This recently acquired CCU and "Colorplexer" is the missing link for restoring to operation one of Pharis' RCA TK-41 three-IO color cameras. He also has an extensive collection of television-themed children's toys, including cameras and remote production vehicles. In another area of his home, are a number of industry awards, including three Emmys. Pharis spent the majority of his career as a senior video engineer with the ABC Television Network in Hol-lywood, working on a number of studio productions including "American Bandstand," "The Lawrence Welk Show," and "Welcome Back, Kotter," and also spend-ing time in the field with ABC Sports.
"I did lots of sports events while at ABC, including four Olympics," he said. "Since I retired from the network in 2003, I've been working on a contract basis with ESPN doing college football."
In touring Pharis' relocated, and currently somewhat concentrated collection, it's difficult not to ponder the scope of events and subjects that some of these lenses and tubes have captured—especially the early RCA color cameras, which in the beginning of the NTSC color era were sold in very small numbers due to their cost (more than $500,000 in today's currency) and were generally reserved for special programs, due to extra costs involved in operating and maintaining them, as well as the expense in staging color productions for the very limited number of color receivers in viewers' living rooms. In addition to the very early TK-40, Pharis seems to have cornered the market by amassing an additional five TK-41s, a slightly improved version of the 40, but which retained its physical profile and weight.
The most recent of the TK-41s had arrived shortly before my visit and included an element that's often missing when early cameras are unearthed—the camera control unit, or CCU. Pharis' latest find also included what RCA termed a "Colorplexer." Today, we'd call it an NTSC encoder. The camera chain is 100 percent complete and in its original operating configuration—something that is nearly impossible to find today.
"This is something that I'm really proud of; probably the one thing that I'm most proud of, as it's 100 percent complete," said Pharis. "This will be my first working TK-41. Hopefully I'll have it up and running within the next year."
Items are packed together so tightly in the temporary storage facility that it's sometimes difficult to pick out rare items without first being alerted to them by Pharis. An exception to this was a large pale green hood-like affair reposing on the concrete floor. Pharis hefted it, explaining that it was part of an early video "recording" scheme created by Allan B. DuMont.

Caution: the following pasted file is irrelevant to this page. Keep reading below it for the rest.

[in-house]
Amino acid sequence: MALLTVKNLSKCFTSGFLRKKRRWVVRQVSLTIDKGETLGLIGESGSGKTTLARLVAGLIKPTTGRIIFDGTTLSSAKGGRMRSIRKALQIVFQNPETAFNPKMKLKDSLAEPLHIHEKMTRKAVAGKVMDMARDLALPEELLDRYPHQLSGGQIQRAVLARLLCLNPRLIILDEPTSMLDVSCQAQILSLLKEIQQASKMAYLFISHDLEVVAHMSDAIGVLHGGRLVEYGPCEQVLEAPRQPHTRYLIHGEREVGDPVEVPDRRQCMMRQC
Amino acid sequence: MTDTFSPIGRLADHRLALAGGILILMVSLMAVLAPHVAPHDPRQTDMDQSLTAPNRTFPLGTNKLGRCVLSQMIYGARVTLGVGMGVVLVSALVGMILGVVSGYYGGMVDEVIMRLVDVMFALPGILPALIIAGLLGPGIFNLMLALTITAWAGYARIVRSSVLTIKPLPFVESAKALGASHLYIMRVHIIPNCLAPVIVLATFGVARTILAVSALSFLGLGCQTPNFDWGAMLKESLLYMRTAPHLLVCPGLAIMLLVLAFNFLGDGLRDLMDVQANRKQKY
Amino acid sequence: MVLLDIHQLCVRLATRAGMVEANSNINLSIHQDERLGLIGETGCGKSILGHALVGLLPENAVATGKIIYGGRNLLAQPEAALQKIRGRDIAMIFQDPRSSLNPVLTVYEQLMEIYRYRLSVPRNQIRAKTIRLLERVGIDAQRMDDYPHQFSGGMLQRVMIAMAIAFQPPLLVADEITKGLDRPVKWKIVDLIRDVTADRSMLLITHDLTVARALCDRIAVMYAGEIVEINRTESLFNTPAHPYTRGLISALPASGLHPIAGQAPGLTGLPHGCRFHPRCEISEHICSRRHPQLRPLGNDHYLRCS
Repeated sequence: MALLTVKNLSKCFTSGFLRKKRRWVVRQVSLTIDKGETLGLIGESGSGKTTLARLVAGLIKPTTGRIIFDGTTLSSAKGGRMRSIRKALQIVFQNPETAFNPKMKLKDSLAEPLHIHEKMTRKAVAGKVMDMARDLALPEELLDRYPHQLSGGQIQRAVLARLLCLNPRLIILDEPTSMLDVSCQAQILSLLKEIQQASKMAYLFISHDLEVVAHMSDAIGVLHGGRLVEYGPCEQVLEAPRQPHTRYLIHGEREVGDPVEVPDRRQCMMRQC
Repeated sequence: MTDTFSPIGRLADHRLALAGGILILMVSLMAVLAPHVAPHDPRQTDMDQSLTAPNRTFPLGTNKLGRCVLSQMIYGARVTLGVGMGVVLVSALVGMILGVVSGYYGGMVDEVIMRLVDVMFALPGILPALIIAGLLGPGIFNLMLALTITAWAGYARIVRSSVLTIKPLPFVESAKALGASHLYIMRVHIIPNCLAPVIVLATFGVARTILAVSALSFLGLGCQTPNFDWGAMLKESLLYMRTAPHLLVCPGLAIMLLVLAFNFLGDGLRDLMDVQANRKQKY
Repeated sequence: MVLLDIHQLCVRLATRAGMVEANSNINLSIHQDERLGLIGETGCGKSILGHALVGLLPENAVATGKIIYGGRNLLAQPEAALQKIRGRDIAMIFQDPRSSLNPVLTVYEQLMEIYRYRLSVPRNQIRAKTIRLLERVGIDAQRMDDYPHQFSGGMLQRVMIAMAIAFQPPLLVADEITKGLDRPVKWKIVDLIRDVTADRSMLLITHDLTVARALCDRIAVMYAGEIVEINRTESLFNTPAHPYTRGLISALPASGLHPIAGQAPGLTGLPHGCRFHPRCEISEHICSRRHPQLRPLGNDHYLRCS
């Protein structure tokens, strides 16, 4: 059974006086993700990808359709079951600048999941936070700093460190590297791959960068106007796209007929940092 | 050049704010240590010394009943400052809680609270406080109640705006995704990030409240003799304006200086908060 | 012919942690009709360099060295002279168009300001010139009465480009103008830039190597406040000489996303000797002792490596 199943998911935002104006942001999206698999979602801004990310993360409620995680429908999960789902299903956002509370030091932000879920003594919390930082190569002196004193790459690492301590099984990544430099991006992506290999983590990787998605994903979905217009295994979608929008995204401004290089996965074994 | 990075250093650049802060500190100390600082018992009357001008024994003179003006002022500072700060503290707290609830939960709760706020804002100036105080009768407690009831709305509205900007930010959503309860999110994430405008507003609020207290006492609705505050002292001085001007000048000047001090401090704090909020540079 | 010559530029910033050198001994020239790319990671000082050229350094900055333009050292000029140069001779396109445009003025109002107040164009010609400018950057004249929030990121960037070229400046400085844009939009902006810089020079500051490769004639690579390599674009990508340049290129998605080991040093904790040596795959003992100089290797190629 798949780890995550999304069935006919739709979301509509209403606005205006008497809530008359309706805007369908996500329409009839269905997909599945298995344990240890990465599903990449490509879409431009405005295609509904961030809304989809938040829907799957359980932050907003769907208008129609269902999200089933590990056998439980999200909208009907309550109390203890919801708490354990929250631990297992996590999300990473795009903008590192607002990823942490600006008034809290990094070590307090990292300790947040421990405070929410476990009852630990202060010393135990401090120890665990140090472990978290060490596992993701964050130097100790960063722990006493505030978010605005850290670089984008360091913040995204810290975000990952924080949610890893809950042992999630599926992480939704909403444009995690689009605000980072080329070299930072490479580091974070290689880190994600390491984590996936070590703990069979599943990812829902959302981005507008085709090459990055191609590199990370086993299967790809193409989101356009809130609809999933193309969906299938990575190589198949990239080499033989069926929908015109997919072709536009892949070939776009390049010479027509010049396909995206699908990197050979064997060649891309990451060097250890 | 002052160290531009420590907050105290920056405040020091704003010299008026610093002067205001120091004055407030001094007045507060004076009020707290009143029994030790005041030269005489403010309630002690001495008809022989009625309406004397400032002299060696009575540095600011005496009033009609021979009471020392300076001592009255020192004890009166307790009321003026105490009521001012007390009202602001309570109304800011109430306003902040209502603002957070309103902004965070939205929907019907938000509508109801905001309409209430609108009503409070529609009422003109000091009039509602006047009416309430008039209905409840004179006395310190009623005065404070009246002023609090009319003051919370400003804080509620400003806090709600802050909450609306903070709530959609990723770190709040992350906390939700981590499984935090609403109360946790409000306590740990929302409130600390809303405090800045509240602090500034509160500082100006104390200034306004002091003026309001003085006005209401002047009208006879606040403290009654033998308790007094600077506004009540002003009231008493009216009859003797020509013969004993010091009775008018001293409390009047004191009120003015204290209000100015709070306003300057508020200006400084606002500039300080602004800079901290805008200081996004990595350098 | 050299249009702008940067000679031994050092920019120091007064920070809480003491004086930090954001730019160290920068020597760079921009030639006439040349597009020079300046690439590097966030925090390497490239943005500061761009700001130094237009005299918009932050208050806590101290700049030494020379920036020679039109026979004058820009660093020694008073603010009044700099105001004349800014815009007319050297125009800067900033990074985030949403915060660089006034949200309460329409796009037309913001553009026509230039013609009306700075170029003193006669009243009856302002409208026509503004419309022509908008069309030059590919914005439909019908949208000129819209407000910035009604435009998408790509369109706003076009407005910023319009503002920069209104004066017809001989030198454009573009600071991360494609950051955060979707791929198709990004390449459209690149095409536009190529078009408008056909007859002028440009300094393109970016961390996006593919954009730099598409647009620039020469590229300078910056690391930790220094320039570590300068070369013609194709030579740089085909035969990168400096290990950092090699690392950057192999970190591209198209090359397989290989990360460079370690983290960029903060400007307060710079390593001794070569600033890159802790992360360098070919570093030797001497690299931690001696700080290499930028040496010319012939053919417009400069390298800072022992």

Before the invention of videotape recording, the only way to capture a television show was by photographing images from a CRT screen onto motion picture film. Image quality from these "kinescopes" was generally poor and DuMont wanted a better way to store studio programming created at his fledgling network. The result was the "Electronicam," a hybrid television/film camera, which contained an optical relay system that split incoming light to both a television pick up tube and motion picture camera. The film camera "saw" the same thing that the television tube did, and when the film was processed, all that remained was to reassemble individual segments back into a high-quality film print of the live production. This was aided by tally lights tied to the video switcher, which marked the head of the film take when the camera was put on-air by the TD.
"This one was probably used to record 'Captain Video,' Pharis said. "I have the original manuals for these. DuMont made both a 16mm and 35mm version. Jackie Gleason used the 35mm version for 'The Honeymooners,' as it had better quality."
Even though Pharis rejoices in his discovery of a complete TK-41 camera chain, he has unearthed another item upon which he places an even greater value, as it is truly one-of-a-kind. And this item was created with paper and ink; not wires and electron tubes. It's not stored with the cameras, but rather locked away in a safe place.
In Part 2, Pharis explains how the most prized item in his collection—the original 1938 signed artwork for the ubiquitous RCA "Indian Head" test pattern—was rescued from a pile of trash headed for a landfill.
James E. O’Neal has more than 50 years of experience in the broadcast arena, serving for nearly 37 years as a television broadcast engineer and, following his retirement from that field in 2005, moving into journalism as technology editor for TV Technology for almost the next decade. He continues to provide content for this publication, as well as sister publication Radio World, and others. He authored the chapter on HF shortwave radio for the 11th Edition of the NAB Engineering Handbook, and serves as editor-in-chief of the IEEE’s Broadcast Technology publication, and as associate editor of the SMPTE Motion Imaging Journal. He is a SMPTE Life Fellow, and a Life Member of the IEEE and the SBE.